2. 7.

    Govt should increase defense spending.

By Law, When Should Abortion Be Allowed

There has been some discussion about abortion during recent years. Which one of the opinions on this page best agrees with your view? You can just tell me the number of the opinion you choose.

  1. 1.

    By law, abortion should never be permitted.

  2. 2.

    The law should permit abortion only in case of rape, incest, or when the woman’s life is in danger.

  3. 3.

    The law should permit abortion for reasons other than rape, incest, or danger to the woman’s life, but only after the need for the abortion has been clearly established.

  4. 4.

    By law, a woman should always be able to obtain an abortion as a matter of personal choice.

Aid to Blacks Scale

Some people feel that the government in Washington should make every effort to improve the social and economic position of blacks. Suppose these people are at one end of a scale, at point 1. Others feel that the government should not make any special effort to help blacks because they should help themselves. Suppose these people are at the other end, at point 7. And, of course, some other people have opinions somewhere in between, at points 2,3,4,5 or 6. Where would you place yourself on this scale, or haven’t you thought much about it? (7-POINT SCALE SHOWN TO R)

  1. 1.

    Government should help minority groups/blacks.

  2. 7.

    Minority groups/blacks should help themselves.

Guaranteed Jobs and Income Scale

Some people feel that the government in Washington should see to it that every person has a job and a good standard of living. Suppose these people are at one end of a scale, at point 1. Others think the government should just let each person get ahead on his/their own. Suppose these people are at the other end, at point 7. And, of course, some other people have opinions somewhere in between, at pints 2,3,4,5 or 6. Where would you place yourself on this scale, or haven’t you thought much about this? (7-POINT SCALE SHOWN TO R)

  1. 1.

    Government see to job and good standard of living.

  2. 7.

    Government let each person get ahead on his own.

Government Health Insurance Scale

There is much concern about the rapid rise in medical and hospital costs. Some people feel there should be a government insurance plan which would cover all medical and hospital expenses for everyone. Suppose these people are at one end of a scale, at point 1. Others feel that all medical expenses should be paid by individuals, and through private insurance plans like Blue Cross. Suppose these people are at the other end, at point 7. And of course, some people have opinions somewhere in between at points 2,3,4,5 or 6. Where would you place yourself on this scale, or haven’t you thought much about this? (7-POINT SCALE SHOWN TO R)

  1. 1.

    Government insurance plan.

  2. 7.

    Private insurance plan.

Government Services/Spending Scale

Some people think the government should provide fewer services, even in areas such as health and education, in order to reduce spending. Suppose these people are at one end of a scale, at point 1. Other people feel that it is important for the government to provide many more services even if it means an increase in spending. Suppose these people are at the other end, at point 7. And of course, some other people have opinions somewhere in between, at points 2,3,4,5, or 6. Where would you place yourself on this scale, or haven’t you thought much about this? (7-POINT SCALE SHOWN TO R)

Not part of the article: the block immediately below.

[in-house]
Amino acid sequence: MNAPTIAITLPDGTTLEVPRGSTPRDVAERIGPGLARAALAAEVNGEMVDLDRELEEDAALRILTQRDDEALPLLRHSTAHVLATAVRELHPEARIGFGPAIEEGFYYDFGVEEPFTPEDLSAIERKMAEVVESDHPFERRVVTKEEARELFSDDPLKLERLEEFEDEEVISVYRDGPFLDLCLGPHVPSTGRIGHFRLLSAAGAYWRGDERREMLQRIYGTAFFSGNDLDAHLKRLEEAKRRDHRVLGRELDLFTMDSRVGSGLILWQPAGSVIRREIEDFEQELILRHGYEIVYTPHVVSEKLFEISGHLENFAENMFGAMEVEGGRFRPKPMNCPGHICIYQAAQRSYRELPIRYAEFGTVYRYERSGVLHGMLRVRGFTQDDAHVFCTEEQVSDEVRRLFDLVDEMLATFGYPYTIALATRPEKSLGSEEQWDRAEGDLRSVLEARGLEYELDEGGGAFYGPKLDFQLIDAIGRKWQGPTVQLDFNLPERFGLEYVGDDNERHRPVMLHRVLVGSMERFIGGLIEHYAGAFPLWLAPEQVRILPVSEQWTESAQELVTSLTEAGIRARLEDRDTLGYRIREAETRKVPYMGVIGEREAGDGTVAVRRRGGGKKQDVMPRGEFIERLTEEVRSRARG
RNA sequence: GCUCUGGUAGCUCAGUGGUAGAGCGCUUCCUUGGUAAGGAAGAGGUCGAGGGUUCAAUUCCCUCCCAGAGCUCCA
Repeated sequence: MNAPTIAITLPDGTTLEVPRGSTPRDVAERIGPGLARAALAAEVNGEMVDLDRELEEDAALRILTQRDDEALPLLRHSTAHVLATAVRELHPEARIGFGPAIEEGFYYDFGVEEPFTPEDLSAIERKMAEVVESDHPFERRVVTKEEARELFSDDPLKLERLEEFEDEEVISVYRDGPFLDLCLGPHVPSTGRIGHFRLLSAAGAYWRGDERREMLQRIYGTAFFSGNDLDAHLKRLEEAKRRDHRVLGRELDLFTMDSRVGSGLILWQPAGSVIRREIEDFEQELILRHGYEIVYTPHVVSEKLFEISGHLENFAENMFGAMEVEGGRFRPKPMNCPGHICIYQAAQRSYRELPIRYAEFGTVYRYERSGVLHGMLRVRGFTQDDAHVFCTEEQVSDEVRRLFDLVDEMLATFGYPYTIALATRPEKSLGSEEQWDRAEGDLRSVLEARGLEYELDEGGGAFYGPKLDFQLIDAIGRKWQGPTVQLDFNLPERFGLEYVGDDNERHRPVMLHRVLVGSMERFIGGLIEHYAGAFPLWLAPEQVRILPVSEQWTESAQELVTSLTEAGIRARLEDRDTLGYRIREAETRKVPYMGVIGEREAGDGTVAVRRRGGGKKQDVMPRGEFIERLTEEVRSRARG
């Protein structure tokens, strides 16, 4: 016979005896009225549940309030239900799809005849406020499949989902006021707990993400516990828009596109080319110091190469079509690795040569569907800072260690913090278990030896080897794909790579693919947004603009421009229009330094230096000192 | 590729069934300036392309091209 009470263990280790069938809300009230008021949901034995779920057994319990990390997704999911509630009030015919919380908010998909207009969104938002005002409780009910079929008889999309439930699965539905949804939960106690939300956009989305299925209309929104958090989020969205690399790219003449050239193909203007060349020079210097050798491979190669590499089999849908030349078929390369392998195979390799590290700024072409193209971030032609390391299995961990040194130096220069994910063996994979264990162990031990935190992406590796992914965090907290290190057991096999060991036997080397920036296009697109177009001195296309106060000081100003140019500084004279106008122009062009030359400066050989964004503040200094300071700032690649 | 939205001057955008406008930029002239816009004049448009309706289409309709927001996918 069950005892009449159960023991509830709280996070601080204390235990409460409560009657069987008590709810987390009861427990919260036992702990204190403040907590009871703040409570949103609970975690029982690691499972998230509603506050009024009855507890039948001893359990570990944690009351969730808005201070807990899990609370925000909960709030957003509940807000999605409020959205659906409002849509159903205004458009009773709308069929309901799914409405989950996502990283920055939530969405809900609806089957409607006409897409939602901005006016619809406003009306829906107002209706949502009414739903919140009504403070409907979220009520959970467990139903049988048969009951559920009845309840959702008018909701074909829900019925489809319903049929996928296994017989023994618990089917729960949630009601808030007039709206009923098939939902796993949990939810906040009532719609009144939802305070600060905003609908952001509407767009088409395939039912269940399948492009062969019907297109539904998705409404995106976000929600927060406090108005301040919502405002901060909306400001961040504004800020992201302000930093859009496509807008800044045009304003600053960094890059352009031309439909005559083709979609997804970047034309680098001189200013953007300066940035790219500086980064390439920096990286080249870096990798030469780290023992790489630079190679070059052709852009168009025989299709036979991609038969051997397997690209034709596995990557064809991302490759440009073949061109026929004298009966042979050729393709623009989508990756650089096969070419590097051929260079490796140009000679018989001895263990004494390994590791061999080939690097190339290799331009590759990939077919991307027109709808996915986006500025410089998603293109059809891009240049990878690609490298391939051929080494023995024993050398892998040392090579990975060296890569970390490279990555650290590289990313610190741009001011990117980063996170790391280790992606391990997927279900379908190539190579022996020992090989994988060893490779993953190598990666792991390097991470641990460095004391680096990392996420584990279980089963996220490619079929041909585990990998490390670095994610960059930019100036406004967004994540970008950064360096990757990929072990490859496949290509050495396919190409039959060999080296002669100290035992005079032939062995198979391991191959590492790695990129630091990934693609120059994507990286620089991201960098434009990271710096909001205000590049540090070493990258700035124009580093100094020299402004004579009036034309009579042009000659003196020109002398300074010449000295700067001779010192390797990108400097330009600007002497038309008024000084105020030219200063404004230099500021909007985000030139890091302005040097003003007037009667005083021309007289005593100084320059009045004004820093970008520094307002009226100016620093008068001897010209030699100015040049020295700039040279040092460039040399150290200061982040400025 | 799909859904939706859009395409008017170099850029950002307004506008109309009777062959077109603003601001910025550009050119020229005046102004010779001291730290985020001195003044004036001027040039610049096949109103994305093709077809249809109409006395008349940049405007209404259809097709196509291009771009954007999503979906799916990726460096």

1. 1.

    Government should provide many fewer services: reduce.

  2. 7.

    Government should provide many more services: increase spending a lot.

ANES 2008–2009 Panel

Same-Sex Marriage

Do you favor, oppose, or neither favor nor oppose an amendment to the U.S. Constitution banning marriage between two people who are the same sex?

Taxation over $200,000

Do you favor, oppose, or neither favor nor oppose raising federal income taxes for people who make more than $200,000 per year?

Prescription Drugs

Do you favor, oppose, or neither favor nor oppose the U.S. government paying for all of the cost of prescription drugs for senior citizens who are living on very little income?

Medical Care

Do you favor, oppose, or neither favor nor oppose the U.S. government paying for all necessary medical care for all Americans?

Terrorism

Imagine that the U.S. government suspects a person in the United States of being a terrorist. Do you favor, oppose, or neither favor nor oppose the government being able to put this person in prison for months without ever bringing the person to court and charging him or her with a crime?

Wiretapping

Do you favor, oppose, or neither favor nor oppose the U.S. government being required to get a court order before it can listen in on phone calls made by American citizens who are suspected of being terrorists?

Immigration

Citizens of other countries who have come to live in the United States without the permission of the U.S. government are called “illegal immigrants. Do you favor, oppose, or neither favor nor oppose allowing illegal immigrants to work in the United States for up to 3 years, after which they would have to go back to their home country?

Do you favor, oppose, or neither favor nor oppose the U.S. government making it possible for illegal immigrants to become U.S. citizens?

Note: “Do you [favor/oppose] that (a great deal, moderately, or a little)?” followed all issue items.

See Figs. 5, 6 and Tables 5, 6, 7 and 8.

Fig. 5
figure 5

Coefficient on issue alignment over time for a outgroup affect and b ingroup affect

Fig. 6
figure 6

Predicted values of a outgroup affect and b ingroup affect by attitude extremity and issue alignment

Table 5 Summary statistics
Table 6 Correlation matrix
Table 7 Partisan identity as mediator
Table 8 Fixed effects models with ANES panel data

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Bougher, L.D. The Correlates of Discord: Identity, Issue Alignment, and Political Hostility in Polarized America. Polit Behav 39, 731–762 (2017). https://doi.org/10.1007/s11109-016-9377-1

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Keywords

  • Political polarization
  • Social identity theory
  • Belief congruence theory
  • Issue alignment